Tamuang, Tha Muang 39k - Thailand
Photographs taken October 1945.
Tamuang, Tha Muang 39k – Thailand
By March 1944 the majority of POWs were brought out of the jungle work camps and so-called hospital camps (they had minimal if any medical equipment, supplies,) and were concentrated in the main camps at Nacompaton, Non Pladuk, Tamuang, Kanchanaburi, Tamarkan and Chungkai.
Tamuang was also one of the camps from which the Japanese selected POWs considered fit to travel to Japan. The camp was near to a small railway siding and recognisable by a brilliant flame tree near the entrance. It was constructed to hold 10,000 POWs.
The were a considerable number of Japanese accommodated here. Following the initial settling in, life was reasonable compared to speedo of earlier months. Now Allied air attacks began and the Japanese constructed a watch-tower manned 24 hours daily to keep watch for planes.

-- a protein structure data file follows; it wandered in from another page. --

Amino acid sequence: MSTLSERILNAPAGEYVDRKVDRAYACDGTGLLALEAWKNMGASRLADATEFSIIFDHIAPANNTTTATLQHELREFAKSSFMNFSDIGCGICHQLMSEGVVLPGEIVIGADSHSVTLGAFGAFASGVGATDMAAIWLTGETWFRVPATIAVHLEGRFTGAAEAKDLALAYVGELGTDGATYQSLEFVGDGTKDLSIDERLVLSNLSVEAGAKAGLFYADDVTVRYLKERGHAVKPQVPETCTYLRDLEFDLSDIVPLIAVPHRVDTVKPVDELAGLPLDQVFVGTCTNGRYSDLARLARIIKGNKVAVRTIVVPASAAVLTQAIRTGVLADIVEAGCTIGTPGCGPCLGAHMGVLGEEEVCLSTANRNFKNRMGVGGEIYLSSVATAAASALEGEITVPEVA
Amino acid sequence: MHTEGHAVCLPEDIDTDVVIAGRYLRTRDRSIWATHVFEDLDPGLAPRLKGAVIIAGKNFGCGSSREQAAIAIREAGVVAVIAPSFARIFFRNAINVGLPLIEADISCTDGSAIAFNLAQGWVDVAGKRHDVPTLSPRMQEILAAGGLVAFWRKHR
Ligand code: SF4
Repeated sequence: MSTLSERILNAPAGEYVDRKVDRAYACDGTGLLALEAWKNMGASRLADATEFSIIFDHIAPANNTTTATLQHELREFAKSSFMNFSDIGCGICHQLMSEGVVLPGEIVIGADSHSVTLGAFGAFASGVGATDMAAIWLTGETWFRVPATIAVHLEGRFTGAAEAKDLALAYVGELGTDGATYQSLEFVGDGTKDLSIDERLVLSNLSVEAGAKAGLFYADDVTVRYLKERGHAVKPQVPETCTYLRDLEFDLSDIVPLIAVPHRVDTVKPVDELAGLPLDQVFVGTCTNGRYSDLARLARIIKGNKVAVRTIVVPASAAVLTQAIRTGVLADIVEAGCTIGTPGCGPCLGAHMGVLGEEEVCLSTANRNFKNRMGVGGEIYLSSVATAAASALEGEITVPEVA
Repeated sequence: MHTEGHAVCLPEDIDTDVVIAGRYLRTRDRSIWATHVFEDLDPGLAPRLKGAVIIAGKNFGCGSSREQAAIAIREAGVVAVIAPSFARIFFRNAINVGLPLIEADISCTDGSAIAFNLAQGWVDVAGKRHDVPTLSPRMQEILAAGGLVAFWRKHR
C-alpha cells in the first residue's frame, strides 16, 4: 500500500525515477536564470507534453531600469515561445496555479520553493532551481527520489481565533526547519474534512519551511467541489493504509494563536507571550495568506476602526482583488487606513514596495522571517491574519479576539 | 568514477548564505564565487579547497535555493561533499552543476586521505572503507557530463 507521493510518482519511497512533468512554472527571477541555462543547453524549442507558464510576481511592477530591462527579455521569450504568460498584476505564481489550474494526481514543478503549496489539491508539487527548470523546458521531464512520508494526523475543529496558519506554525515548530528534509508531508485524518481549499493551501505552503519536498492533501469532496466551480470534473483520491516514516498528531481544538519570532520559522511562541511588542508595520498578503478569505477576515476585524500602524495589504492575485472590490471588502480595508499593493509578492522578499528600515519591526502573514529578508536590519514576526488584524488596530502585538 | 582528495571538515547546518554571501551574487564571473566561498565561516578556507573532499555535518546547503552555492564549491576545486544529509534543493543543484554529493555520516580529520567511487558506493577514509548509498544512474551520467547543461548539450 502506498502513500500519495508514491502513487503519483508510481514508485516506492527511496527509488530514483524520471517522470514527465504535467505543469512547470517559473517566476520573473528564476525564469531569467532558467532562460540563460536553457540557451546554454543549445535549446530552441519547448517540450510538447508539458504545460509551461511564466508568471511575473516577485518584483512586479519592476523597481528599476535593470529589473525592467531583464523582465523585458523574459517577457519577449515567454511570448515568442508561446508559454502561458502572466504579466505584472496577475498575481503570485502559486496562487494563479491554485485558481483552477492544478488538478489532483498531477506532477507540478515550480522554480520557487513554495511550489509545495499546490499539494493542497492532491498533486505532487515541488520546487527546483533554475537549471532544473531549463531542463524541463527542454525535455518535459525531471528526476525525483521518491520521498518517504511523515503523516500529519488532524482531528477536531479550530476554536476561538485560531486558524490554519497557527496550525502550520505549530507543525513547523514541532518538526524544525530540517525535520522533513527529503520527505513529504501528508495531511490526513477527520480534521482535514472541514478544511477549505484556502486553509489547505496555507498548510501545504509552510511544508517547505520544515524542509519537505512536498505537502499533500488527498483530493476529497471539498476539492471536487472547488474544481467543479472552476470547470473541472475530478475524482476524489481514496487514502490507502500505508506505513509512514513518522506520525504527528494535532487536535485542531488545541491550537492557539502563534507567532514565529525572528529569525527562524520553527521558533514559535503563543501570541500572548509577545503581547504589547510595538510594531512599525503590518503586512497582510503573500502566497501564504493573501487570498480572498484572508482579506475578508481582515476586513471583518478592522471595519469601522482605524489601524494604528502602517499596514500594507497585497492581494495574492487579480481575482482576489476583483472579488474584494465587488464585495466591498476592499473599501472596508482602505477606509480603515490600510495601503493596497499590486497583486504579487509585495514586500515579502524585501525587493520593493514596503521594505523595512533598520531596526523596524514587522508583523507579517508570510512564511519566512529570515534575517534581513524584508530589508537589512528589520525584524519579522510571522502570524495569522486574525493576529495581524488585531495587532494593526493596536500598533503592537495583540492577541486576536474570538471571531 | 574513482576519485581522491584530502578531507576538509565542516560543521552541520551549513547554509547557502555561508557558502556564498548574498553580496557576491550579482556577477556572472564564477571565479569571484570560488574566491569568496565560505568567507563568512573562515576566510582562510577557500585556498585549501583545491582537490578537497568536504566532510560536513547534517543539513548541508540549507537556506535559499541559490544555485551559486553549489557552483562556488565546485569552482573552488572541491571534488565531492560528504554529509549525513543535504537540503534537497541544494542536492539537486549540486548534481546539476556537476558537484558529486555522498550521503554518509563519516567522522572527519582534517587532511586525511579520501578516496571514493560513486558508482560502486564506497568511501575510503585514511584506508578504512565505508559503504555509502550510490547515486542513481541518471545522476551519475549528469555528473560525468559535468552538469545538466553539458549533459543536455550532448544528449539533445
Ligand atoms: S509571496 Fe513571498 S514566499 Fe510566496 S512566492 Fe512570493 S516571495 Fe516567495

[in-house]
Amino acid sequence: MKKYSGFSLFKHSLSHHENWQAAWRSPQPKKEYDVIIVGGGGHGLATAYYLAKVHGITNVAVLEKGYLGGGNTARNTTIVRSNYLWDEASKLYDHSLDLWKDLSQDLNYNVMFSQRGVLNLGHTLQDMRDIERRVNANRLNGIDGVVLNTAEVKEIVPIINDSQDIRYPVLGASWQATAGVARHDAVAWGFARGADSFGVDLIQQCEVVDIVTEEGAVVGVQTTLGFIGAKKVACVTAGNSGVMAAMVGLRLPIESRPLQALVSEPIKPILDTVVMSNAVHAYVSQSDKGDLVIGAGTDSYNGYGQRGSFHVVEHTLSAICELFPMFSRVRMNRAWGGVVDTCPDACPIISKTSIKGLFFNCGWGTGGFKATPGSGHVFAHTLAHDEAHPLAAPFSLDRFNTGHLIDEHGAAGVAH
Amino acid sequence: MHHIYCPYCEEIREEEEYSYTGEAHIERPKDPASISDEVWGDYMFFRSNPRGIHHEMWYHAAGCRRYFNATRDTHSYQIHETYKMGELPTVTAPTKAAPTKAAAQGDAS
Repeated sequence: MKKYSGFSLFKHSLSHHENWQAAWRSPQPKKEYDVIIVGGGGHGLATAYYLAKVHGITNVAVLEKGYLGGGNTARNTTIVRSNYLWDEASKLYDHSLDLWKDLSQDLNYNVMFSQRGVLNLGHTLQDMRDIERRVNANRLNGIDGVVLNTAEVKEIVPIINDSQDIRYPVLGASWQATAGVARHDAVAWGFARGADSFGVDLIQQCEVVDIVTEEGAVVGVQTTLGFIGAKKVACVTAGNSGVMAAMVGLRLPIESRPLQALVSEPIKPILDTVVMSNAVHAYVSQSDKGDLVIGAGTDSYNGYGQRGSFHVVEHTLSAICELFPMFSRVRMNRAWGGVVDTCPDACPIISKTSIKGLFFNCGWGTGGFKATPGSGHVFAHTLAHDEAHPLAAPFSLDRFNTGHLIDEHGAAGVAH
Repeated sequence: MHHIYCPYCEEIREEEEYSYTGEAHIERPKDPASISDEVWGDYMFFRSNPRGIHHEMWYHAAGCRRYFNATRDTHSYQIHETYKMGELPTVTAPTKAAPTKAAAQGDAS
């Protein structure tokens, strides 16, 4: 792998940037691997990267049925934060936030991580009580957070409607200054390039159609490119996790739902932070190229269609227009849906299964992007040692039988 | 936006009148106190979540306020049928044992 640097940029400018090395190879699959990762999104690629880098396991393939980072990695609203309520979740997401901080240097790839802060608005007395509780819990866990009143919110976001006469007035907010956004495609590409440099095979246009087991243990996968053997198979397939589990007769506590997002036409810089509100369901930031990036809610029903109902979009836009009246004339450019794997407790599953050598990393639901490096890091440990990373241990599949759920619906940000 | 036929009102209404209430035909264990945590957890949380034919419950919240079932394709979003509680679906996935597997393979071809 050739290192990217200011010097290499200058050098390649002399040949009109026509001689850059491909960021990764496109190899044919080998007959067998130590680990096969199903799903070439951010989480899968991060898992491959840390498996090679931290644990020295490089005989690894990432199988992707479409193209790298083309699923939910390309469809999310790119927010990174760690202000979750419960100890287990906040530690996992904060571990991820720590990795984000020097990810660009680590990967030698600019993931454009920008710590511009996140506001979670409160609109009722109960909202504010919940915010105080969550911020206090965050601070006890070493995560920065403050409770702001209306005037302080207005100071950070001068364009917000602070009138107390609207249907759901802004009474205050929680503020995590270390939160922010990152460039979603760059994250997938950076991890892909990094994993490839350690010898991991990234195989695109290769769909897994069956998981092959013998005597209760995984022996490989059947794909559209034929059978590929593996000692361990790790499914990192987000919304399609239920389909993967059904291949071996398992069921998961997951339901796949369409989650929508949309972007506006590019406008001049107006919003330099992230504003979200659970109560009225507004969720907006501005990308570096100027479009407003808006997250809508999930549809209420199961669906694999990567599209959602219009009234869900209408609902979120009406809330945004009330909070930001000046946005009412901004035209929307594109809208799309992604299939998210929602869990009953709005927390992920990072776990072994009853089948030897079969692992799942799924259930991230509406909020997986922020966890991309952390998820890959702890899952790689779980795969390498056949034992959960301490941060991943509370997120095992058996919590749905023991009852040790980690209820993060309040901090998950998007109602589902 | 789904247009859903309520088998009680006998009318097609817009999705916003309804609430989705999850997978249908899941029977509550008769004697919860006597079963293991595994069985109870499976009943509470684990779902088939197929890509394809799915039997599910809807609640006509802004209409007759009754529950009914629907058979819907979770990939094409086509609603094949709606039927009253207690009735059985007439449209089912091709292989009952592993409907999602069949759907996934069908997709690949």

In September 1944 the Japanese announced 2,000 of the fittest men were to be sent to Japan. The party boarded trains to Singapore. There were more and more trains arriving from Burma filled with badly wounded Japanese soldiers who had no supplies or water. The soldiers were terrified of these unexpected Europeans. The POWs took them water and cigarettes for the Japanese would not care for their own men. Shame was associated with being wounded. One wonders if they ever left Thailand let alone arrived back in Japan.